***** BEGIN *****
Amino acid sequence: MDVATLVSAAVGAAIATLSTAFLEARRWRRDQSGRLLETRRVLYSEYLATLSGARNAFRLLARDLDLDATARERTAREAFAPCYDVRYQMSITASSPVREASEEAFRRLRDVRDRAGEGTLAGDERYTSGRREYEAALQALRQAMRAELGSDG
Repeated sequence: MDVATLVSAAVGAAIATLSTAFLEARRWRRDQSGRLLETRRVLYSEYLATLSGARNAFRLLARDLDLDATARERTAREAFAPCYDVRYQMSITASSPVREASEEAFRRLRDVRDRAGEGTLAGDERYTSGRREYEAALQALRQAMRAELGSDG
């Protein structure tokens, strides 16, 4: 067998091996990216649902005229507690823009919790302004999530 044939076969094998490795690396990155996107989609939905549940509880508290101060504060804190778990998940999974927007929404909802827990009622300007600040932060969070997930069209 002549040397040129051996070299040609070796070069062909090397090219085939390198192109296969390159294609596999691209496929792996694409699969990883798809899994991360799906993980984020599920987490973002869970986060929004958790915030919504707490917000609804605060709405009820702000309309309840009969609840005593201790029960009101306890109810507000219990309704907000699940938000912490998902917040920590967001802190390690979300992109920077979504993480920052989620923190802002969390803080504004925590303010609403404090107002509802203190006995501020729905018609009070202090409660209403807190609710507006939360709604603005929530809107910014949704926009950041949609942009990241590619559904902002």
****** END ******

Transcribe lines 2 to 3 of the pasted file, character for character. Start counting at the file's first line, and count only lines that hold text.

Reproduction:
Repeated sequence: MDVATLVSAAVGAAIATLSTAFLEARRWRRDQSGRLLETRRVLYSEYLATLSGARNAFRLLARDLDLDATARERTAREAFAPCYDVRYQMSITASSPVREASEEAFRRLRDVRDRAGEGTLAGDERYTSGRREYEAALQALRQAMRAELGSDG
């Protein structure tokens, strides 16, 4: 067998091996990216649902005229507690823009919790302004999530 044939076969094998490795690396990155996107989609939905549940509880508290101060504060804190778990998940999974927007929404909802827990009622300007600040932060969070997930069209 002549040397040129051996070299040609070796070069062909090397090219085939390198192109296969390159294609596999691209496929792996694409699969990883798809899994991360799906993980984020599920987490973002869970986060929004958790915030919504707490917000609804605060709405009820702000309309309840009969609840005593201790029960009101306890109810507000219990309704907000699940938000912490998902917040920590967001802190390690979300992109920077979504993480920052989620923190802002969390803080504004925590303010609403404090107002509802203190006995501020729905018609009070202090409660209403807190609710507006939360709604603005929530809107910014949704926009950041949609942009990241590619559904902002």